A recent study by Common Sense Media does more than suggest a strong link between childhood obesity, smoking, and of course, sex. The study is based on research done in 173 separate studies on health and media over the past thirty years. The researchers were from the Yale University School of Medicine, the US National Institutes of Health (NIH) and the California Pacific Medical Center. In other words, no religious groups appear to be attached. We can all rest easy?
Lead researcher Ezekiel J. Emanuel of the NIH said, “This review is the first-ever comprehensive evaluation of the many ways that media impacts children’s physical health. The results clearly show that there is a strong correlation between media exposure and long-term negative health effects to children, “ he said.
“This study provides an important jumping-off point for future research that should explore both the effects of traditional media content and that of digital media – such as video games, the Internet, and cell phones – which kids are using today with more frequency,” he continued.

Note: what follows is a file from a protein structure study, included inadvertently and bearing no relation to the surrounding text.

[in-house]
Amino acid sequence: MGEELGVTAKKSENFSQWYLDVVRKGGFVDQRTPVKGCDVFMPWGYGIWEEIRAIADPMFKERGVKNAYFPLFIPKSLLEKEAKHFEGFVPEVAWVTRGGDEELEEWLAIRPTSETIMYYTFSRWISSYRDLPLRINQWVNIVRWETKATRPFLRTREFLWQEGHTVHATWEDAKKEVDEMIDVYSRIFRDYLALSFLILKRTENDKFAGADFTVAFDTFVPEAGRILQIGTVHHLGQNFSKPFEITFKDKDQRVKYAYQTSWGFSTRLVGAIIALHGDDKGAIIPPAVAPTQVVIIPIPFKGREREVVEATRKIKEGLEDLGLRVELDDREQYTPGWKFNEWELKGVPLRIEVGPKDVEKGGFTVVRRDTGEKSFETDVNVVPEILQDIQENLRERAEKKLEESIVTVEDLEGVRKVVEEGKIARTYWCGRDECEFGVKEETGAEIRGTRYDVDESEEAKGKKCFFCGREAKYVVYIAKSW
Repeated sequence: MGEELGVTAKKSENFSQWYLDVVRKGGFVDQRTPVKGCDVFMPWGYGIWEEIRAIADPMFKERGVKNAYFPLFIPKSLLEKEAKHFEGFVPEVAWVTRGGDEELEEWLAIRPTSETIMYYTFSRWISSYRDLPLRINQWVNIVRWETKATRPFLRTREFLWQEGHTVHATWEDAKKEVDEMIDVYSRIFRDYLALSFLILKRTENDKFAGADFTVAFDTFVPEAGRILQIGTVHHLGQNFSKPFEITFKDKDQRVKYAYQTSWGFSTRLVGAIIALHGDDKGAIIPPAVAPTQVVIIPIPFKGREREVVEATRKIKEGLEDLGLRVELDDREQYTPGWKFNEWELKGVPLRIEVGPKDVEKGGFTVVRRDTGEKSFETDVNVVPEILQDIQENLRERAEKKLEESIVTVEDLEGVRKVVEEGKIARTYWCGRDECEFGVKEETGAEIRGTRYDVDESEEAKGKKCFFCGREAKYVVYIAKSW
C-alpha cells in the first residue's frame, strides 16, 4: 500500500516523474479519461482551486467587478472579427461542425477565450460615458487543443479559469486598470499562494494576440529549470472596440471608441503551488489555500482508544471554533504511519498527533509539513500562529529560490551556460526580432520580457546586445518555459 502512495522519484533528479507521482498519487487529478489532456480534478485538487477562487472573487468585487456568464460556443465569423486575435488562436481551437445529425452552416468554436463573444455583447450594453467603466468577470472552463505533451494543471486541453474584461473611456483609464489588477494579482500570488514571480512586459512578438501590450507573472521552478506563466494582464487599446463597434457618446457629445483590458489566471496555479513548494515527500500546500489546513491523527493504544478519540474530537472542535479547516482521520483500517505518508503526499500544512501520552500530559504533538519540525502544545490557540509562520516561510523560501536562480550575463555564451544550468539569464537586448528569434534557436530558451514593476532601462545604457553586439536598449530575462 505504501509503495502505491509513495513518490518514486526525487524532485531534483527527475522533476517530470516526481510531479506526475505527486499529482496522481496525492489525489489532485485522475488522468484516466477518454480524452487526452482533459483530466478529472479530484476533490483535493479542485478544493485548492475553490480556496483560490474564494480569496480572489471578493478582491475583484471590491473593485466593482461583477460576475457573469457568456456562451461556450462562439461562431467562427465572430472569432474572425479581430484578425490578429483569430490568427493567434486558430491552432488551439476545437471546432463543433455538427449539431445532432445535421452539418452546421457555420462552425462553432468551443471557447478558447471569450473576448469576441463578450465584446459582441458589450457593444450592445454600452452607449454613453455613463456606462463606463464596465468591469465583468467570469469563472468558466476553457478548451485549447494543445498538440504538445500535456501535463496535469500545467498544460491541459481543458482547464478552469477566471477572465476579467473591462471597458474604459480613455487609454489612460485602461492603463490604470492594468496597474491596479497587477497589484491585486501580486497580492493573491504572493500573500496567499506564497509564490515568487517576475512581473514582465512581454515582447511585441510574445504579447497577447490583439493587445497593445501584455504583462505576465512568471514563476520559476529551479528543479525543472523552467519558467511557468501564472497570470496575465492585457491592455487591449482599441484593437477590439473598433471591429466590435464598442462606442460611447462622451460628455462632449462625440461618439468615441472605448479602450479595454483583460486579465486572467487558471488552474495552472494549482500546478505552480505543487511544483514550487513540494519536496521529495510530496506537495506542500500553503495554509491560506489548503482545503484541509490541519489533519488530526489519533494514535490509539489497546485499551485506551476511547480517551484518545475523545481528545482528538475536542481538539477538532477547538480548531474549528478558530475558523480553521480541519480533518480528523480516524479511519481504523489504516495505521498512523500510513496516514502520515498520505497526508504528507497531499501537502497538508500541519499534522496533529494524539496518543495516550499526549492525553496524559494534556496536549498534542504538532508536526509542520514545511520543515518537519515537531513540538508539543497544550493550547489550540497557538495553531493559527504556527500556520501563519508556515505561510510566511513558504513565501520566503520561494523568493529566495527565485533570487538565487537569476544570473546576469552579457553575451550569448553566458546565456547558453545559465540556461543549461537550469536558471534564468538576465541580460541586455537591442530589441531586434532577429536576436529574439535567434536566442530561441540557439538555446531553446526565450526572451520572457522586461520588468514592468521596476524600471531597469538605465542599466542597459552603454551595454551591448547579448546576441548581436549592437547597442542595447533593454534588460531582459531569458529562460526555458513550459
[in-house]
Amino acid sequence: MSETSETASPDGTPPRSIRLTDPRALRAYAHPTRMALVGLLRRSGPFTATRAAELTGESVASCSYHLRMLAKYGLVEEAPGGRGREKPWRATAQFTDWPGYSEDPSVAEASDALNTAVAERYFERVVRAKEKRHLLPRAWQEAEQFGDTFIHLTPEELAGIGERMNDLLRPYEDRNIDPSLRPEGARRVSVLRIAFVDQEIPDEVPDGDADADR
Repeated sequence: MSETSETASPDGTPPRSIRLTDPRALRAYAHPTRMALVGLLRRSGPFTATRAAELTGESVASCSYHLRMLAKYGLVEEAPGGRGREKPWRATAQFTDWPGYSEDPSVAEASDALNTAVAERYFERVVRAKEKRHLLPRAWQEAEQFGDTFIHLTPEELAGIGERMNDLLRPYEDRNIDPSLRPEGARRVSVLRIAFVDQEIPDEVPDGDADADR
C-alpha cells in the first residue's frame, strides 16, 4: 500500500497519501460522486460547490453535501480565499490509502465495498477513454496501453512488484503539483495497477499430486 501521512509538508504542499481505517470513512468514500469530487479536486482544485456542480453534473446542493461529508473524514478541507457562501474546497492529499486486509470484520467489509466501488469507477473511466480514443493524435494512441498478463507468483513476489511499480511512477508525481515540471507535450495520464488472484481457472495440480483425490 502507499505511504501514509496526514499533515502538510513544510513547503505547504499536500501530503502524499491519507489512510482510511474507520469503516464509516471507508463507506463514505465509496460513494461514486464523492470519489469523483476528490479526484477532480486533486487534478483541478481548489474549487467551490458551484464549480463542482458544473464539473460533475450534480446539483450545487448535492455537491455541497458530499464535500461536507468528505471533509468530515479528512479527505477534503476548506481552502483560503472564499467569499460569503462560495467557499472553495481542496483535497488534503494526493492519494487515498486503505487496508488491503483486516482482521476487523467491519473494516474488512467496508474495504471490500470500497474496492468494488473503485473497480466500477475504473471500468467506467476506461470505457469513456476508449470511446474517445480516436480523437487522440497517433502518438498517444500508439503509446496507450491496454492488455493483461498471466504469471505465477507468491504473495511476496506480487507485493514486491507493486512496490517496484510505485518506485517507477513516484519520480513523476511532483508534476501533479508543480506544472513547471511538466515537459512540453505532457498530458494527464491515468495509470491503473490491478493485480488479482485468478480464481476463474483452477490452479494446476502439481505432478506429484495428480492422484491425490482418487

The study concluded that media was 80 percent responsible not just for obesity, but also fears about sexual activity and deviant behavior, like smoking. Their recommendations for parents was to limit exposure as much as possible and make “age appropriate” choices.
Their recommendations go even further, stressing that media literacy be taught early and often in school, and that government should make media education programs a national priority. Yeah, I’m sure they’ll get right on that.
Now that childhood obesity has a definite culprit, one wonders just how far government is willing to go to make it all stop. This problem goes a lot deeper than blaming media and TV; it’s a perfect storm of too many great gadgets keeping us sedentary, parents who work too much, and kids who no longer play outdoors, even in rural areas, for fear of stranger danger. In order to make kids move more there is P.E. in school, or karate classes, or group sports.
Education might not be the answer. Perhaps it is un-American to consider placing more hard-core restrictions on the kinds of programming aimed directly at kids? And it’s probably un-American to consider forcing restaurants and food manufacturers to consider whether or not what they are selling is poison?
It probably has less to do with how many hours are spent sitting and watching TV and more to do with the general lack of nutrition in most foods made for and sold to kids. Advertising has become such an integral part of our childhood experiences that McDonald’s itself is now a treasured memory. But perhaps we’ll need 173 more studies and three more decades before anyone does anything about it.